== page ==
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This is the way it works in the Padres’ clubhouse after Padres closer Trevor Hoffman pitches.
If he blows a save, you’ll find him standing forthright in front of his locker waiting to answer questions and invariably accept responsibility.
If he adds to his Major League Baseball record total of career saves, you might have to wait a little while n but not as long as some players force the media to hang around their locker n until he emerges from the trainer’s room with ice taped around his shoulder.
In other words, it’s more important for him to accept responsibility or deflect blame directed at teammates than it is for him to hear praise.
What more could a baseball fan want? In some factions of the Padres’ nation, they unrealistically want perfection from Hoffman.
Usually, when we see the ugly side of San Diego sports, it can be blame on East Coasts transplants behaving the way fans do in Boston, New York and Philadelpha instead of adapting to the San Diego weather and sports climate.
I can’t think of a San Diego sports icon that has heard more unwarranted criticism than Hoffman.
Chargers quarterback Dan Fouts twice threw five interceptions in playoff losses — Dec. 29, 1979 in a 17-14 loss to the Houston Oilers and Jan.
16, 1983 in a 34-13 loss to the Miami Dolphins.
Do you think anybody was hesitant to send Fouts back out on the field?
Maybe it’s because Hoffman isn’t an overpowering pitcher that he draws so much inexplicable criticism. He beats people with placement and changeups.
When Hoffman saved Thursday afternoon’s game against the Houston Astros with three outs on eight pitches, he didn’t fire back at his critics.
“I’d like to see us get on a roll for 10 games so I don’t have to talk to you guys,” said Hoffman, who really meant the call-in critics given air time on sports talk radio.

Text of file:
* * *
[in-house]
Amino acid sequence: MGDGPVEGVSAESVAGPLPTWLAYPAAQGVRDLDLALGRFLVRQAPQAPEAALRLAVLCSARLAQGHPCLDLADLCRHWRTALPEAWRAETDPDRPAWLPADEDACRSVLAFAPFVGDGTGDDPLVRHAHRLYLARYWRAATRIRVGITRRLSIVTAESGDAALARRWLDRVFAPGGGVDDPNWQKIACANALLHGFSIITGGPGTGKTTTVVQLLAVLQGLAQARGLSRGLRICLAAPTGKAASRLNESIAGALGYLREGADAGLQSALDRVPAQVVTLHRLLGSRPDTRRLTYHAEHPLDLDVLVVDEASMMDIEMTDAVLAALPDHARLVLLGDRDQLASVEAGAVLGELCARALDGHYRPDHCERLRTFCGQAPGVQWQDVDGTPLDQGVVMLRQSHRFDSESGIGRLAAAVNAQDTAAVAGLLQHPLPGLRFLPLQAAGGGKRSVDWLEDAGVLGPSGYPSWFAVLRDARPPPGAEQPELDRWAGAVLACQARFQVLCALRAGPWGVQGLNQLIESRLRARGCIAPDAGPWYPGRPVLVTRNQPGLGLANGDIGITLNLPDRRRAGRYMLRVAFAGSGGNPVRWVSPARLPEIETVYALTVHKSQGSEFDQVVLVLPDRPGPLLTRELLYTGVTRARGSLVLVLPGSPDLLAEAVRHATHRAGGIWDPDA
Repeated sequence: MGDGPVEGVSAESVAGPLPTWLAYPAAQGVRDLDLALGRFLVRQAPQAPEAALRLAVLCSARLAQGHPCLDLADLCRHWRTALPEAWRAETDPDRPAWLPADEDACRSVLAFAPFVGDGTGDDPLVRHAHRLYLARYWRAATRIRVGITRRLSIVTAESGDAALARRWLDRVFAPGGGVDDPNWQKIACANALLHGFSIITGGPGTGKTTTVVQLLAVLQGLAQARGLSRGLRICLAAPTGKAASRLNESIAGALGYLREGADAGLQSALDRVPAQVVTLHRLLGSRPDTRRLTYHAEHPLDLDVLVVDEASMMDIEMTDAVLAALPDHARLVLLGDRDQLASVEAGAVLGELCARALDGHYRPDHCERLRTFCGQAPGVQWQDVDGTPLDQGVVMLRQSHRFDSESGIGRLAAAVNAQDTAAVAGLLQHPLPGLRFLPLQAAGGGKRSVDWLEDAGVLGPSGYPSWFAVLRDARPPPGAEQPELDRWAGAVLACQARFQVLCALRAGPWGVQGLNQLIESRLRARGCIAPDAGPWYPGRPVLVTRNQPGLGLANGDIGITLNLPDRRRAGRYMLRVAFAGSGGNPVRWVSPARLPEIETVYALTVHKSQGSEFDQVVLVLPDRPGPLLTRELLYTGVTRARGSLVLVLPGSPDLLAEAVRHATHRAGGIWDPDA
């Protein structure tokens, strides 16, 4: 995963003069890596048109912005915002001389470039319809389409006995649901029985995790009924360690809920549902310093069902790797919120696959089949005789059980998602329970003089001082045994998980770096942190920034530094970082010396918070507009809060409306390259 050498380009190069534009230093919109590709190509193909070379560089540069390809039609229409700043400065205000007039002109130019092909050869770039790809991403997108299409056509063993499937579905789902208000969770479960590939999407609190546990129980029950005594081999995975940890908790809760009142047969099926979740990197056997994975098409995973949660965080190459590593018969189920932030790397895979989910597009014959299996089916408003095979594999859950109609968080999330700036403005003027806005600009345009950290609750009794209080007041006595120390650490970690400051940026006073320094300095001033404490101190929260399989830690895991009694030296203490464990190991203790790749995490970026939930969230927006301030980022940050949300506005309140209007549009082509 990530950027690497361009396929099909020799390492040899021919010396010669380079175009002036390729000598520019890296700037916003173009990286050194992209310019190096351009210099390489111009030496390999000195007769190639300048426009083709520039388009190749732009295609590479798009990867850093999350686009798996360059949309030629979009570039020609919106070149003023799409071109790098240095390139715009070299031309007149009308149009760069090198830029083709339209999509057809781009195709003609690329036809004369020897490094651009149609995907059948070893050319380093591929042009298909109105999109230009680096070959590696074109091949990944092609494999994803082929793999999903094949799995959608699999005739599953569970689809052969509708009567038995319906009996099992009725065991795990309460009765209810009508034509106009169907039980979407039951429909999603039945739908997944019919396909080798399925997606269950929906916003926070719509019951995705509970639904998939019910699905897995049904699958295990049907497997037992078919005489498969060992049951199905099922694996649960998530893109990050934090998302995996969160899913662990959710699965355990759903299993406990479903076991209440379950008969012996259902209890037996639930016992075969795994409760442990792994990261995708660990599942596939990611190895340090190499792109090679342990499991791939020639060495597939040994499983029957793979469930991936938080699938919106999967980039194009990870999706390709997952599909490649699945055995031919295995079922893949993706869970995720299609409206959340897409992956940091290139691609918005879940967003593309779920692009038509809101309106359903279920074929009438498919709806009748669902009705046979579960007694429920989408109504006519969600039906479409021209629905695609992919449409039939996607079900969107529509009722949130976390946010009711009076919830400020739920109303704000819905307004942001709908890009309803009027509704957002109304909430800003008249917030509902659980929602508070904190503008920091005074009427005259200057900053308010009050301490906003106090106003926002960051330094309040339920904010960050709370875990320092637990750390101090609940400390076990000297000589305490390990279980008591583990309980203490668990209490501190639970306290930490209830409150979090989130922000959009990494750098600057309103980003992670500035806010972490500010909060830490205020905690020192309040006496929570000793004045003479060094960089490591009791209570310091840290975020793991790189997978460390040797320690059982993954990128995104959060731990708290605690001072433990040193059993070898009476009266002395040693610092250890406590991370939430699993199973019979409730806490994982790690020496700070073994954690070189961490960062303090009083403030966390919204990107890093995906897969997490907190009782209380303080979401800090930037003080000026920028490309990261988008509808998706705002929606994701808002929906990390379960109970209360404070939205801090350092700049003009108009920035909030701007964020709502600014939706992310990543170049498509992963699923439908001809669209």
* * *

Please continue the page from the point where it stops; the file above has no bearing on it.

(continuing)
That was a rare sardonic comment from Hoffman. It suggests the critics calling into sports talk radio are starting to gnaw at him.
But after all he’s done for this franchise, he shouldn’t have to hear any of it. Padres owner John Moores saved the franchise when he bought it in 1994, but he may not have been able to save it in the city, with a new downtown ballpark, without Hoffman.
Manager Buddy Black and general manager Kevin Towers aren’t concerned. They say his velocity is still there.
In Hoffman’s two loses this year, he’s hurt himself with walks that turned into winning runs. He didn’t lose games with balls being banged around the park. In Sunday’s defeat, he lost on a walk, a tapper to the mound that advanced the runner and a single.
Remember how quickly the Padres dumped David Wells last year? He had pitched effectively early in the year before teams started banging the ball all over the park. The Padres let him go because they felt he lost his velocity and placement and batters were teeing off on him.
If Black and Towers aren’t alarmed, there is no reason for Hoffman’s critics’ to be foolishly complaining about him on sports talk radio.
— TOM SHANAHAN